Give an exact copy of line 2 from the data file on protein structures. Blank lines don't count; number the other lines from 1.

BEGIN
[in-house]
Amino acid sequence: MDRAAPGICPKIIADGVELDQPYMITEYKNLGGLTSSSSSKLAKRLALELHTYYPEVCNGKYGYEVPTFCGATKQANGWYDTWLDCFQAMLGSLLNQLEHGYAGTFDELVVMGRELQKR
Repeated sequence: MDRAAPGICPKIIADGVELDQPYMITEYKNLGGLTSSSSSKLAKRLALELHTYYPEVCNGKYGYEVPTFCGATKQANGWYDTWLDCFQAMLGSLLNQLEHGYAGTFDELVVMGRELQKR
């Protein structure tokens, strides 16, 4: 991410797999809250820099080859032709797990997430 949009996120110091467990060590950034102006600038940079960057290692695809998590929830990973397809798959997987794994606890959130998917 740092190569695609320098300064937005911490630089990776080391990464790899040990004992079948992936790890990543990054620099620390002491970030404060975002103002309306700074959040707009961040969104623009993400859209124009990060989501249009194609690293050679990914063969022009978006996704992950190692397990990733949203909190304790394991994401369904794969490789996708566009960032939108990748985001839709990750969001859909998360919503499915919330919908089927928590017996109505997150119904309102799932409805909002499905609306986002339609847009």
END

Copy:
Amino acid sequence: MDRAAPGICPKIIADGVELDQPYMITEYKNLGGLTSSSSSKLAKRLALELHTYYPEVCNGKYGYEVPTFCGATKQANGWYDTWLDCFQAMLGSLLNQLEHGYAGTFDELVVMGRELQKR